Monitor and limit your energy usage: There are some simple tips to cut down on your energy usage and indeed waste less energy. One simple trick is to draught proof your house. You can do this by sealing any cracks in your floors and skirting boards, lining your letterbox, blocking up any unused chimneys and putting draught excluders in front of your external doorways. This could reduce your heating bills by up to £35 a year. You can also fit energy efficient bulbs throughout your house. This could reduce your carbon dioxide emissions by up to 40kg a year and will help you save money too. You’ll likely be aware that washing machines, dishwashers and tumble dryers use an extraordinary amount of energy. In fact, research by Uswitch.com suggests that drying three loads a week in your tumble dryer will cost you about £223 a year. With this in mind, avoid unnecessary washes, make sure you wash on 30 (ideally at night) and dry your clothes on a line or heated airer instead. And finally, and yes it might sound obvious, but do make sure you don’t have lights on unnecessarily or in rooms that you are not using.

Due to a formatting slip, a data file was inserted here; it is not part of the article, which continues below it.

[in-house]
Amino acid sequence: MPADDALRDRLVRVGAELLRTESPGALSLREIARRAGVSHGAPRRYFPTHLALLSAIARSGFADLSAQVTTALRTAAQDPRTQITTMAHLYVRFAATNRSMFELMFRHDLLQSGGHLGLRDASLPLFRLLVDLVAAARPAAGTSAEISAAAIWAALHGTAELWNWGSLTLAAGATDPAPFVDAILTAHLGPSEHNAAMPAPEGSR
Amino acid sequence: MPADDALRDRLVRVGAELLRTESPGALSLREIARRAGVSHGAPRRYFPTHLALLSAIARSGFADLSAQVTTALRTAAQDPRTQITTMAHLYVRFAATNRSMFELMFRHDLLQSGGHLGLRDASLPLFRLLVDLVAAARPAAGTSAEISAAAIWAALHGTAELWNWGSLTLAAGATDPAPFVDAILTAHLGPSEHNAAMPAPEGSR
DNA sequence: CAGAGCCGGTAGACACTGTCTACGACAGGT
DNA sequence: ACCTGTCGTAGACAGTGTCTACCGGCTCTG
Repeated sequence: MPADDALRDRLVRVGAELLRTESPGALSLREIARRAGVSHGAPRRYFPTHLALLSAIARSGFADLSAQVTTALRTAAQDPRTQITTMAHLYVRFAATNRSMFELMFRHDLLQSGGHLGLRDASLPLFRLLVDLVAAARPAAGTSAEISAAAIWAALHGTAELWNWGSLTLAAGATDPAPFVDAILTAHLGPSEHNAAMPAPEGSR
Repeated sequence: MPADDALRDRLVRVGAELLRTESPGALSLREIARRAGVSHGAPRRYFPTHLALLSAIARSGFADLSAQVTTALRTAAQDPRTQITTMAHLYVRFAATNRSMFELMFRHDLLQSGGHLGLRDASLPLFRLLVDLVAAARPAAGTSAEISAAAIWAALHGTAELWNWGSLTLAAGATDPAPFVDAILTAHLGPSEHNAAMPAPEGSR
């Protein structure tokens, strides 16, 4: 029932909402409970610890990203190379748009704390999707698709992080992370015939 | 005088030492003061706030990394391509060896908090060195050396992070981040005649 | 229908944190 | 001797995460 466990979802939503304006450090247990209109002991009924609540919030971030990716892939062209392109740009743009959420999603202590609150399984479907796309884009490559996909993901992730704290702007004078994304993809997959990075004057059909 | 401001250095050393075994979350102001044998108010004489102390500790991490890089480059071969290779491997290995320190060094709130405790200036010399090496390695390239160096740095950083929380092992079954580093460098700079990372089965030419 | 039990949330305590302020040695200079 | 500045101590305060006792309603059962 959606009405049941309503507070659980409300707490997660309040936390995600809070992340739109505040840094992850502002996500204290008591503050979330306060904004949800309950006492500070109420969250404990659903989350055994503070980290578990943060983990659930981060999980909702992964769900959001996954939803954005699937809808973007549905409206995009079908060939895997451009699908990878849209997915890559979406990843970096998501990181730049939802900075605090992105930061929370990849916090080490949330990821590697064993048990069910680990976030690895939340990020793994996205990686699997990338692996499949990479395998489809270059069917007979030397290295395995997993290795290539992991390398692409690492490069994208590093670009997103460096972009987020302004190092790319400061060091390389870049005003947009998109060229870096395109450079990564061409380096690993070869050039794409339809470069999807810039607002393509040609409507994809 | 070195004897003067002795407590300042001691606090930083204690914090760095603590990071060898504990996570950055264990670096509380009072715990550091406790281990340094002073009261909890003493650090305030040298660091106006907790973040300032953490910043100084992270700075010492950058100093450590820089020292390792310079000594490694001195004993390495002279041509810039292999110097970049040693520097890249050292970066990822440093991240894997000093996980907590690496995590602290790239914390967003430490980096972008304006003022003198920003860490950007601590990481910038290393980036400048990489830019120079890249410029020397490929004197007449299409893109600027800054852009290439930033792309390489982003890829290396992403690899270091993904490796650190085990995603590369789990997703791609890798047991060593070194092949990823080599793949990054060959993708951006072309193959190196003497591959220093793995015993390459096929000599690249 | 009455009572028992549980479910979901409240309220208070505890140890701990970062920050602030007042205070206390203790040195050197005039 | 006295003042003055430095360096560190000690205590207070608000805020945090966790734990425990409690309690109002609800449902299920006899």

Make a weekly shopping list: As much as possible, plan your meals and make a shopping list in advance. This will not only minimise your chances of buying unnecessary items and falling for those flash sales in the middle isle, but it will also help you to reduce your food waste too. If you’re living on a budget, you could also try cooking a few vegetarian meals as meat tends to be more expensive. If you get everyone involved in this it can be a fun way of spending quality (free) time together as a family, trying out new recipes, cooking healthy food and ensuring you are in control of your food costs.